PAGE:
Flash back to the Field Supervisor recruitment. Selection was put on hold to allow the permanent Division Manager to be involved in the selection process. Rather than allow me to continue as the interim, she selected an Animal Control Officer as the interim, (nearly $10,000 annual salary increase) removing my inherent advantage for selection. He has no college education and virtually no supervisory experience, but he is a great guy. Additionally, this created a severe shortage for the field staff, so she brought in an unqualified crony from another city that has a sordid HR history. It scares me that she fought upper management to place him and she won. Rumor says he is desperate for a job after being terminated from his previous job and is seeking upper mgmt. Why is he willing to accept a part time temporary position chasing dogs? She told me that I was very likely to be selected for the permanent position, but there was no qualified staff to backfill my position. Historically, I was given authority as next in charge in the Division Manager’s absence. It was given to the Acting Field Supervisor this time, with the explanation that he has not had the opportunity and may not in the future. Truth or smoke?
I had intended to seek the Division Manager position, but after falling a few rungs down the ladder during her tenure, I felt it was pointless for me to enter the competition for her position.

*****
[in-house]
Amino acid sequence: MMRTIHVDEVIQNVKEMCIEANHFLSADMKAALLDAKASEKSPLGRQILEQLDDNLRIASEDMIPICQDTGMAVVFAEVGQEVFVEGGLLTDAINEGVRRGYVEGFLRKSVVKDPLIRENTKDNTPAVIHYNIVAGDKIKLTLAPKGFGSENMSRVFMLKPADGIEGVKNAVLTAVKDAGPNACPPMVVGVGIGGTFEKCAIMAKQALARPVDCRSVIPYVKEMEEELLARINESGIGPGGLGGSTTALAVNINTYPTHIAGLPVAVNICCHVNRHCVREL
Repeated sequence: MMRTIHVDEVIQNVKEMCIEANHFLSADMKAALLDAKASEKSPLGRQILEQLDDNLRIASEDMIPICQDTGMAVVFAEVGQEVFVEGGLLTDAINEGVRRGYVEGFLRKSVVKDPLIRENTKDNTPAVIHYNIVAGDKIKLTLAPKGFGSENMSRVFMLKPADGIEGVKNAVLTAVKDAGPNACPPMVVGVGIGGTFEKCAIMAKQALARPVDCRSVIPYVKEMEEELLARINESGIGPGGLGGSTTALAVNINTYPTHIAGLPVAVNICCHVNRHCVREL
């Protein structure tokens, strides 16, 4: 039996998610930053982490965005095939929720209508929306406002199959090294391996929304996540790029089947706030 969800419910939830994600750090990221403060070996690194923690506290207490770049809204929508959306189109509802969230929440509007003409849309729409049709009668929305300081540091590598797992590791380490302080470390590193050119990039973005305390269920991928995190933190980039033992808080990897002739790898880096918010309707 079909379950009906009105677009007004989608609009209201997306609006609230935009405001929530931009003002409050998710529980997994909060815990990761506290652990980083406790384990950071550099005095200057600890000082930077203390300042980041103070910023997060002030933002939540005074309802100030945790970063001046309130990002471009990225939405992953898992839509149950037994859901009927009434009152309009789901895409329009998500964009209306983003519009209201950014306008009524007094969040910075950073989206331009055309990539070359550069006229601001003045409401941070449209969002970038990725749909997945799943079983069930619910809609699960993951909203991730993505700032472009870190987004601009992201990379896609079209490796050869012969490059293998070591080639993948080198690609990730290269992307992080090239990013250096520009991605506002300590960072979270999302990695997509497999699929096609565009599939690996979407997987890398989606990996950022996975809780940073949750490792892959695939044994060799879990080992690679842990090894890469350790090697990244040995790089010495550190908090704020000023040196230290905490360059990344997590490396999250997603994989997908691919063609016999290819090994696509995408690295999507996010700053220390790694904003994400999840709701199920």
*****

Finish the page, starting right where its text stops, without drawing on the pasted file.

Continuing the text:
I mentioned that she has no experience in Animal Services. She also has no history of the inherent and ongoing conflicts, or the battles fought and won. An example would be the Shelter’s relationship with our Veterinarian. It is a contract for services wrought with conflicts of interest. The Veterinarians’ desire is to make money by providing services to shelter animals. The Shelter’s desire is to provide a minimum standard of care at an affordable price to satisfy California Animal Law. I have walked this tightrope. Historically, the Veterinarian is to provide a daily check of the population, and “necessary treatment” which translates to freedom from discomfort during the legal holding period. Now, the Vet has a naive ear to gain a larger role. Again, I understand that it’s a “dog eat dog” environment, but my performance is based on “live release” statistics and budget. Live release involves selecting the most desirable animals for adoption or rescue and culling the rest as quickly as possible. Now I’m being told by the Veterinarian how to manage the kennel population. I am moderately educated. Five years of college, AA, AS. No BS, MS or Ph.D. I am however a “subject matter expert”. The Acting Division Manager stated “I have eight years post graduate education and the Dr. has more…She is very busy and doesn’t have time… You need to accommodate her on her schedule…” I fear the result will be that I am way over budget for veterinary services, my adoption/rescue statistics will decline, and I will be forced to euthanize healthy adoptable animals to make room for animals that are receiving treatment.